I did not get a sense as to how the medical charts and records were or should be handled. There was no initial receiving desk or charting area. There was no dedicated space for medical records.

While there is an interior hallway with a row of chairs for those waiting to be seen, space is tight. A busy clinic day could easily overwhelm the limited interior seating. Also, I doubt if a wheelchair could make it down the hallway with these chairs in place. (I wonder if a fixed rood over the part of the courtyard adjacent to the clinics main door could cover a temporary receiving desk/table and become an additional waiting area protected from the hot Haitian sun.)

The Eye Clinic

The room that was my biggest mystery was the Eye Clinic. I am not sure if any of the equipment was functioning. The opthalmoscope was plugged in but would not turn on. The large box of interchangeable glass lenses (that help determine what correction is needed) were a jumbled pile in a closed case. I could not ascertain whether either of the eye care machines in the exam room worked. The vision charts were on the floor partially behind the exam table and did not seem accessible for use. There were multiple boxes of eyeglasses with their corrections written on the front of the wrapping of each pair. I suspect this room likely has the greatest need for technological improvement.

One of the brace crafters (left), Dr. Eric (center) and
Mr. Alexis (Headmaster at St. Vincent's school)

The brace shop, which will soon move to another location and be replaced by a dental clinic and expanded pharmacy, was fascinating. The craftsmen’s ability to manufacture braces with the limited equipment that survived the quake was impressive to say the least. The men, (I believe most or all of which are hearing impaired), are presently limited to one working drill press, a grinder, and a manual metal cutting tool (similar to a large paper cutter). With these and other simple hand tools and well-worn anvils, they are able to produce leg braces and prosthesis for lower extremities. I get the feeling that the manufacture of prosthesis are limited by the shop’s access to martificial feet and the high quality metal spacers that connect the prosthetic foot with the stump cover.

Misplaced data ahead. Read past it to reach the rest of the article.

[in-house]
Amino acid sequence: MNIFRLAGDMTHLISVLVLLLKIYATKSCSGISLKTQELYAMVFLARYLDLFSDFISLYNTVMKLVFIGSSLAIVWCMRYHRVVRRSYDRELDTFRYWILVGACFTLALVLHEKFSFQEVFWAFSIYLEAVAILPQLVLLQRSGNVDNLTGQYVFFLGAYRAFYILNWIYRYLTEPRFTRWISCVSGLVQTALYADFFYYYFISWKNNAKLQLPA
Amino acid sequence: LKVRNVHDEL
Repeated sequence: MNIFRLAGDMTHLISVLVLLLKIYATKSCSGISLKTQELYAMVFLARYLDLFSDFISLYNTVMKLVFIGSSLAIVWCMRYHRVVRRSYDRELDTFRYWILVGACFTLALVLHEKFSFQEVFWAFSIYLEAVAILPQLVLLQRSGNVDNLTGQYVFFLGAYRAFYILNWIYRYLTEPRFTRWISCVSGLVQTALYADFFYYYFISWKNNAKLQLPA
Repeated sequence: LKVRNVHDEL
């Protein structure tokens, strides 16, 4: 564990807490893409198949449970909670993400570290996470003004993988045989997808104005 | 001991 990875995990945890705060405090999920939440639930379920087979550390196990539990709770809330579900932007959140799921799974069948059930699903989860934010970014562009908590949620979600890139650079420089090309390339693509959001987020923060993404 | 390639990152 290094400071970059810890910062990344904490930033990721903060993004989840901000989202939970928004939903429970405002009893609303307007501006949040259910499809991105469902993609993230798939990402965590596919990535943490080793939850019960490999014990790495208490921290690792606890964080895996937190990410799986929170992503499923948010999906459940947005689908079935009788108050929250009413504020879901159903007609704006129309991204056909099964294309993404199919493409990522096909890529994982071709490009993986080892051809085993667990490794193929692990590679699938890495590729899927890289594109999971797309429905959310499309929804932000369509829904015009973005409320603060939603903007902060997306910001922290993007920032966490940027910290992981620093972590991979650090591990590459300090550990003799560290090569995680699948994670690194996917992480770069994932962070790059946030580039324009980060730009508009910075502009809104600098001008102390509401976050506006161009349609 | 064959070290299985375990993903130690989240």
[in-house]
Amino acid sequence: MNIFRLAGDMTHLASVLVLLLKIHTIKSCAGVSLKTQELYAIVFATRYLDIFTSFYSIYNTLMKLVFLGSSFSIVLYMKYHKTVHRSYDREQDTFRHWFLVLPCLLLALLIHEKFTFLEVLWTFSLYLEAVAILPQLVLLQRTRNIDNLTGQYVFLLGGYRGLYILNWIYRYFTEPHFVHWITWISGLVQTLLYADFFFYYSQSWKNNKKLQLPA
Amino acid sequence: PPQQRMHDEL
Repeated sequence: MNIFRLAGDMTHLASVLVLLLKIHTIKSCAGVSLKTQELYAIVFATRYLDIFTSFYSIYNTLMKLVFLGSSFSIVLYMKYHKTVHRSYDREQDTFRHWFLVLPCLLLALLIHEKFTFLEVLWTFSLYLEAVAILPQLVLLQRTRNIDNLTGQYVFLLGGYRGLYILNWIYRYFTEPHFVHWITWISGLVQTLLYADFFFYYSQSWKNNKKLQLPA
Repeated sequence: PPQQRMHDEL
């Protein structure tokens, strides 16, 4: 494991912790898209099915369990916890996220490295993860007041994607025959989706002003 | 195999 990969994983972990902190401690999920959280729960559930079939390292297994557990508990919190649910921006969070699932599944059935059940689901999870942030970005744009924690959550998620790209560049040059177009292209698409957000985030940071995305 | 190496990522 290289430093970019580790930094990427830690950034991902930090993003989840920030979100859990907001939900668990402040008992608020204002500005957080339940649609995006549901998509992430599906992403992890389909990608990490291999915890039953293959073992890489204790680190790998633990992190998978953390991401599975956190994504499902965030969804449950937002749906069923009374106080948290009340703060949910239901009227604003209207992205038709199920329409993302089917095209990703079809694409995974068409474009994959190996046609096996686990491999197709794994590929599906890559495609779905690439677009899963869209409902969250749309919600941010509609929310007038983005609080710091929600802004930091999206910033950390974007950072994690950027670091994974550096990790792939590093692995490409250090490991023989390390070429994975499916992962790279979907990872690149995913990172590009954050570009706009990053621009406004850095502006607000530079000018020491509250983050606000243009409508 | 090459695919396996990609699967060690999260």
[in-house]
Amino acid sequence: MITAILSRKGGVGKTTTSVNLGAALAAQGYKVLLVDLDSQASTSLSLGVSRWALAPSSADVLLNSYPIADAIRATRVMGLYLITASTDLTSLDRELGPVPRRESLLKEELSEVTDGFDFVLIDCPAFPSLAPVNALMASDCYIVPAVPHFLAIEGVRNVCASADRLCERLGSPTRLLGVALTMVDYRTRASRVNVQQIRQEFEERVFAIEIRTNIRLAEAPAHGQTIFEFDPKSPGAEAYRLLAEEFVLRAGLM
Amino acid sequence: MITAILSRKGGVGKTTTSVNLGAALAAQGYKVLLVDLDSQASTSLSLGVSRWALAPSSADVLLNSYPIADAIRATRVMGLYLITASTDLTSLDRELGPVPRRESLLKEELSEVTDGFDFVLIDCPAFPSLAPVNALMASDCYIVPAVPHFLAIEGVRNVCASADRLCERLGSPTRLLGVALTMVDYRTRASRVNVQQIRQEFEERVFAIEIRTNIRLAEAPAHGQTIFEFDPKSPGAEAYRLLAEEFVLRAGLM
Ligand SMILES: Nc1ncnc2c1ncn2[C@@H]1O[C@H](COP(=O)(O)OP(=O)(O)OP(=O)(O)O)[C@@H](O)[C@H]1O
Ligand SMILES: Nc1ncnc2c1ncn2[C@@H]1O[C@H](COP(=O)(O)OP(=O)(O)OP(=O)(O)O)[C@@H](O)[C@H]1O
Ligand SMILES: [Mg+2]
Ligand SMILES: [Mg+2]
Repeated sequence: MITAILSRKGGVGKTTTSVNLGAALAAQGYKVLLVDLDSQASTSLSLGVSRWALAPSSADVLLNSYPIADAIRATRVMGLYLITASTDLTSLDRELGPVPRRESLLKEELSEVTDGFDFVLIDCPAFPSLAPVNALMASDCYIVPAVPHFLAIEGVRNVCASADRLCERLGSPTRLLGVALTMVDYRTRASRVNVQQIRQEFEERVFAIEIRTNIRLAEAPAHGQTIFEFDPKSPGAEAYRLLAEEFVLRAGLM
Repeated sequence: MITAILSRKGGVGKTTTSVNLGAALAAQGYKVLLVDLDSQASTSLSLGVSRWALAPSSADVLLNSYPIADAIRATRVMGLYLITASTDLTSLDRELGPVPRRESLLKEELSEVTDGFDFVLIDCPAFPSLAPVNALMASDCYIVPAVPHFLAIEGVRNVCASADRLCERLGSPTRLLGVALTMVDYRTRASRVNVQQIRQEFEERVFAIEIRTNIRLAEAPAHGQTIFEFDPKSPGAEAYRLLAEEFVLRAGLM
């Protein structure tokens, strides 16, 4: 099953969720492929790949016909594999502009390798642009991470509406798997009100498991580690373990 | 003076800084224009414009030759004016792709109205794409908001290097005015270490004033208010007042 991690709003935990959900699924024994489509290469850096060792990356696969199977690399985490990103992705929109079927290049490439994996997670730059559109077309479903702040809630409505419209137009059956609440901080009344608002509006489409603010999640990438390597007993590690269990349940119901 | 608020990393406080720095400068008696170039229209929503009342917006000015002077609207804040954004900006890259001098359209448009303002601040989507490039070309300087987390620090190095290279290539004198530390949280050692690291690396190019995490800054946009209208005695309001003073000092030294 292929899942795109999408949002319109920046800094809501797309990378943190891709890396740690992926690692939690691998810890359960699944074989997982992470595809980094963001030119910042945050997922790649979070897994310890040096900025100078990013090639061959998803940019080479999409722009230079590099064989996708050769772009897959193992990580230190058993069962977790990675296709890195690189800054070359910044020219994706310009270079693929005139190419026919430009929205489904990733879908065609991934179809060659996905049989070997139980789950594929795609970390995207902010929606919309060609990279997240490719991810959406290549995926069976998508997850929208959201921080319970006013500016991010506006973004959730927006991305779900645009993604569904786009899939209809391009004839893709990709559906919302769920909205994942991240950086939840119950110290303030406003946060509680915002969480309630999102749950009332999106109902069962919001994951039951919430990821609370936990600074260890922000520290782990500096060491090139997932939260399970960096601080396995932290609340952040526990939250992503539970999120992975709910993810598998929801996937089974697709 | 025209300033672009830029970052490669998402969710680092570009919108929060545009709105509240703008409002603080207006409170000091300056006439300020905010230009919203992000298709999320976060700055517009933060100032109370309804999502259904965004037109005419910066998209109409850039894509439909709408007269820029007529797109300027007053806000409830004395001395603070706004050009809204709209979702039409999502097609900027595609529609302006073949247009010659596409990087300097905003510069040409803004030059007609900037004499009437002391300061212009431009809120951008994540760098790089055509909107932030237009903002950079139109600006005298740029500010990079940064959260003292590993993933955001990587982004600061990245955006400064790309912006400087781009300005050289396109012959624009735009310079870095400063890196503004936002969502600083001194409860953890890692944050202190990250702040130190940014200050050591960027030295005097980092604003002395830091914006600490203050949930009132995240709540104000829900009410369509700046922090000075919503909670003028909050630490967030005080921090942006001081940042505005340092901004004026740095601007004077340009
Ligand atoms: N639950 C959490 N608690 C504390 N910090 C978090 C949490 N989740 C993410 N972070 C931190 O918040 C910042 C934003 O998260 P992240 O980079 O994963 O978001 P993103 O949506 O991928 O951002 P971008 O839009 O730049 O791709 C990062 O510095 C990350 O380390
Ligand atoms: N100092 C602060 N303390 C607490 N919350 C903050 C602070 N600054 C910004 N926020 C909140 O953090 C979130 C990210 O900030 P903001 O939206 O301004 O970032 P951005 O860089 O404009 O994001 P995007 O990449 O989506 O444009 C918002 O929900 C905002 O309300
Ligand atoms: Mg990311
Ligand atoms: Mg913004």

One of St. Vincent's custom prosthesis

One of the workers showing off his leg

The prosthesis they showed us were tremendous! Each was skillfully made and quite impressive.

Dr. Eric learning how the braces are made

The men also make external metal braces that attach with leather straps to thigh and calf. Each brace is made from long metal pieces with hinge pins crafted from cut nails formed into rivets. Their resourcefulness was indeed impressive. (The repurposing and recycling movement has been well-embraced in this shop!)

The oven

Unfortunately, they are no longer able to make synthetic braces and prosthetics due to the lack of sufficient electrical power. The industrial oven needed to manipulate and cure the synthetics sits empty because it requires 220 current that is not available at the temporary clinic. Hopefully there will be a large enough generator to power the oven at the permanent location. Otherwise, a very useful piece of equipment will continue to sit and gather dust.

When the brace shop moves to its permanent location, quite a bit of space will be available in the clinic. A portion of this space is allocated for a dental clinic while the rest will allow the pharmacy to be expanded.

We came across no dental equipment that had been salvaged from the previous location. I failed to ask Father Saldoni if any had been recovered.